Reasonable Certainty!  Are you reasonably certain about anything in business these days?  You might be, if you are a retail store in the perfect location, or if you’ve installed expensive medical or factory equipment that would be difficult to move. In other words, if you staying put, your leases and the option to renew are lumped together and you’ve got a long-term asset on your balance sheet.  But if there is a reasonable likelihood that things might change, there are other factors to consider.

This grey area can be confusing, but there are lease administration tools to help make this more manageable.  Your best path to take is ManagePath™.

Interpreting the FASB Fine Print

Aside from the hassle of upending accounting practices that have been in place for years, you also must consider the following:

1. “To own or lease: that is the question.”

If you are accounting for the leased space on the balance sheet anyway, why not own the asset?  Well, primarily because in most cases this just isn’t practical, or not deemed an efficient use of capital.  But under certain circumstances, it might be a consideration, such as:

  • a cash-rich company
  • a company with investment-grade credit
  • companies preparing to sell or be acquired
  • companies that know this as key strategic long-term facility, etc.

2. Is a bargain really a bargain?

So, you’ve negotiated great terms on your renewal option? Maybe, or maybe not. What seems like the deal of the century may just trigger the “reasonably certain” clause – 100% certain to be included on the balance sheet for all time – and just like that, you bought yourself a finance lease, which may not be what you intended to do.

3. Landlord Build-Outs or Balance Sheet Busts

You have expensive taste and want that “wow” factor when clients enter your office.  The landlord is happy to accommodate you with generous improvement terms.  Time to break ground, right?  That depends.

Tenant improvements that get amortized and rolled into the lease, like landlord build-out allowances – must be accounted for differently and could trigger a change in the value of the lease.  You must examine a variety of financial scenarios to strike the right balance between negotiating a landlord allotment or paying for improvements yourself. 

4. Add a lease, lower your return on assets?

Unless you are preparing for a sale of your company, banks and investors alike place a high premium on companies that generate the most income from the least amount of fixed assets.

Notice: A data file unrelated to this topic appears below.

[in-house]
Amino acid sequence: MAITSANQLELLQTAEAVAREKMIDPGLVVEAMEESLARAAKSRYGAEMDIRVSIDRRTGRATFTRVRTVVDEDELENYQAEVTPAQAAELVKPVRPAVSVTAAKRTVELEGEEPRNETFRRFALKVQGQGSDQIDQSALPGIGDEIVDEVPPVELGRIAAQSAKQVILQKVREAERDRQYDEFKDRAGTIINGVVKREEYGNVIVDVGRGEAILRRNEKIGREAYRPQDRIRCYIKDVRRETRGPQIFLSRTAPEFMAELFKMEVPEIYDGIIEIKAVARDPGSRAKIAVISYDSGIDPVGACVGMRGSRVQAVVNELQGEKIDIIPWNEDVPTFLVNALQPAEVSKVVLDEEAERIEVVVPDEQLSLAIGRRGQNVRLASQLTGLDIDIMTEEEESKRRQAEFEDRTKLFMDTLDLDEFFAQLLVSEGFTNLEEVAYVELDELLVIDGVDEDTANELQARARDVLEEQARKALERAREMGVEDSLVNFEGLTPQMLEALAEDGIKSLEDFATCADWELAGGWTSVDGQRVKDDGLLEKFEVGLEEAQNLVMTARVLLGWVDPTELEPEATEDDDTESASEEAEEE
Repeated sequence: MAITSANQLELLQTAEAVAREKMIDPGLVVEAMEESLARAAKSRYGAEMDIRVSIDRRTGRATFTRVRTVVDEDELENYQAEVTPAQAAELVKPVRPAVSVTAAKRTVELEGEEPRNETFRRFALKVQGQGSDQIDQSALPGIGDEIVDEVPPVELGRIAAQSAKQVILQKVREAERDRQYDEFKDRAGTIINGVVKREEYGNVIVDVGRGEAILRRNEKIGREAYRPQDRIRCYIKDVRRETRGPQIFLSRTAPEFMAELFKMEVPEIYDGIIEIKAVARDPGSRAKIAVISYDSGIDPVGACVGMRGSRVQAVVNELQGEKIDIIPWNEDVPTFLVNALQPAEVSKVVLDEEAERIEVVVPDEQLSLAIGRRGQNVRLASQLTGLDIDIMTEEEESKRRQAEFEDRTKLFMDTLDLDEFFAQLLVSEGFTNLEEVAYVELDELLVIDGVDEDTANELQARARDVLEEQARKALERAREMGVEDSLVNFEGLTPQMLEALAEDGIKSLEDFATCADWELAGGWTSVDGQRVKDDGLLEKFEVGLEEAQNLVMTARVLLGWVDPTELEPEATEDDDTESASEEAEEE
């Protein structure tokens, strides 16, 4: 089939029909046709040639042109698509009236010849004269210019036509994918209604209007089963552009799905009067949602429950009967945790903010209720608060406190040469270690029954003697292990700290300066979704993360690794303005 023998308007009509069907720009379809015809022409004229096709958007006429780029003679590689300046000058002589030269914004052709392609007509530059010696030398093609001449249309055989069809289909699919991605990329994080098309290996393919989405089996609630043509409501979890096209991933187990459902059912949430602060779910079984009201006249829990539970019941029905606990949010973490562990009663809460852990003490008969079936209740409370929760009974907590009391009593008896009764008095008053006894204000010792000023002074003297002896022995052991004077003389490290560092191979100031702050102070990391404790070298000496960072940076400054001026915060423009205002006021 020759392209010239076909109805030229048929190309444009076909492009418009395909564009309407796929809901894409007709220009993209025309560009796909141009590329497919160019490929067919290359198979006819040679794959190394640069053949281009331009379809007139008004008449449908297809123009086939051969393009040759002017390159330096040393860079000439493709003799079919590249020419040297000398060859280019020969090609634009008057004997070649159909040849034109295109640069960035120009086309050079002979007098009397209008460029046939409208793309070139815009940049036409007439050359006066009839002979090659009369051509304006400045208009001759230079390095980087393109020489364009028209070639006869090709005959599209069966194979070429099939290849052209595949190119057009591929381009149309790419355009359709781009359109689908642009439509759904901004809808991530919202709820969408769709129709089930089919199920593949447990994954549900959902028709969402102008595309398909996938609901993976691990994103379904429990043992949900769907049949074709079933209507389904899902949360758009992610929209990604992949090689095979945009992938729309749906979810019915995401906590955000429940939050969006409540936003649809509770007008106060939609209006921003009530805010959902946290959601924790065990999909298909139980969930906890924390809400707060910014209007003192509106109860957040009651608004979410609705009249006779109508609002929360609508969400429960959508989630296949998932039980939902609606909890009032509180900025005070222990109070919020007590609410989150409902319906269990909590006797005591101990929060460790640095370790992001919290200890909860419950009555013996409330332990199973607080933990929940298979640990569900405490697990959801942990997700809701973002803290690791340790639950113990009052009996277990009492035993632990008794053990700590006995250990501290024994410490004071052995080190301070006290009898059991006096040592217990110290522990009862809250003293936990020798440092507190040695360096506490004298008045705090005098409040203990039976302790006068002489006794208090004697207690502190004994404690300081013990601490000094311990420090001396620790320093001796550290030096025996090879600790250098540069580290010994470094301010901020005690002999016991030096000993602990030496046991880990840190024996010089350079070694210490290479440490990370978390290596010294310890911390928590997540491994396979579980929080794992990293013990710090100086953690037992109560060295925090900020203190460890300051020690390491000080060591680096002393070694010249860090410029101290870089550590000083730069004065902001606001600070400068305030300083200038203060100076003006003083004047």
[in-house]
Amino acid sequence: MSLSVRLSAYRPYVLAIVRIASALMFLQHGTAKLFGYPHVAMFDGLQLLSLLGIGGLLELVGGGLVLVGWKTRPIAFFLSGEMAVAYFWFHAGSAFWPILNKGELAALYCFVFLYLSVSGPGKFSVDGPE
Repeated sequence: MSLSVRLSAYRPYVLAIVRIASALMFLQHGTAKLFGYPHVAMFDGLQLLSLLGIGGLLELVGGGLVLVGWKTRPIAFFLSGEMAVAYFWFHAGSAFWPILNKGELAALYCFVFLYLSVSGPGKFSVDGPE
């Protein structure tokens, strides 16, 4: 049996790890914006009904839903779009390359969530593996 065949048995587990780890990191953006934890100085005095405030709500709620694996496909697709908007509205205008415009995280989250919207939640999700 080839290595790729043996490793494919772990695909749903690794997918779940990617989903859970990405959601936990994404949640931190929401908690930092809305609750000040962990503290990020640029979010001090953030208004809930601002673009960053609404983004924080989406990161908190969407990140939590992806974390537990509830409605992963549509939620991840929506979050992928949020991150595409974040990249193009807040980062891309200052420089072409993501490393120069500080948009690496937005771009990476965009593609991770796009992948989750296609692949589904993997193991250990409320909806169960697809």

Now that leases are on the balance sheet, the playing field is leveled, but the treatment of lease accounting can still impact many measures affecting credit rating such as debt to equity, debt to coverage and so on.  As a result, corporate real estate strategy becomes even more important to the CFO than it did in years past.

Your lease administration software needs to report deeper analytics on both current leases and new ones, running models on how FASB changes the overall financial landscape. It’s time to “FASBe Proactive”.

Our Solution to Help You Balance the GAAP

Fischer Solutions is way ahead of the FASB curve, developing systems, processes, and data collection and analysis tools that manage lease administration effectively.  Though we built a company that has saved our clients billions of dollars and countless sleepless nights, there has never been a time when we are of greater help.

Fischer Solutions prides itself on always proactively addressing new regulations and their consequences. Historically, we’ve been early providers of solutions to:

  • Automate the creation and maintenance of GAAP schedules for rent payments.
  • Implement SOX-compliant processes and controls.
  • Provide a highly secure, auditable processing environment fully compliant with SSAE 16.

We’ve got you covered through a combination of insight, knowledge, expertise, and ManagePath™.  We’re not only your advocates; think of us as your FASB lease administration experts.

Get on the Path: ManagePath™ Explained

There is no better, easier to implement, or more user-friendly solution to comply with FASB and manage your lease administration and project management needs than ManagePath™.

It’s not just software. It’s your secret weapon.

For the real estate executive, ManagePath™:

  • Captures the data needed to establish the correct contractual term for a new or renewing lease.
  • Analyzes the payment data required to separately record lease payments and exclude non-lease amounts.
  • Provides an auditable review that will define whether a lease is classified as an operating or financial lease.
  • Gives you everything you need to guide you through the complexities of sub-leasing, build-to-suit, and sale-leaseback transactions.

For the accounting executive, ManagePath™:

  • Creates journal entries to records assets and liabilities for every individual lease.
  • Generates GAAP -and IFRS- compliant entries to feed your income statement.
  • Provides the accounting entries to your AP, AR, and GL systems to ensure your real estate financials are complete and timely.
  • Generates an audit trail that will stand up to the most demanding scrutiny, showing how the financial information you report was generated from your lease account records.


It may seem daunting at first. At the very least, it is certainly distracting.

Your Fischer Solutions team has the experience, resources, knowledge, and technical know-how to calmly guide you through this regulatory crossword puzzle smoothly, efficiently, and with minimum effort on your part… from beginning to end.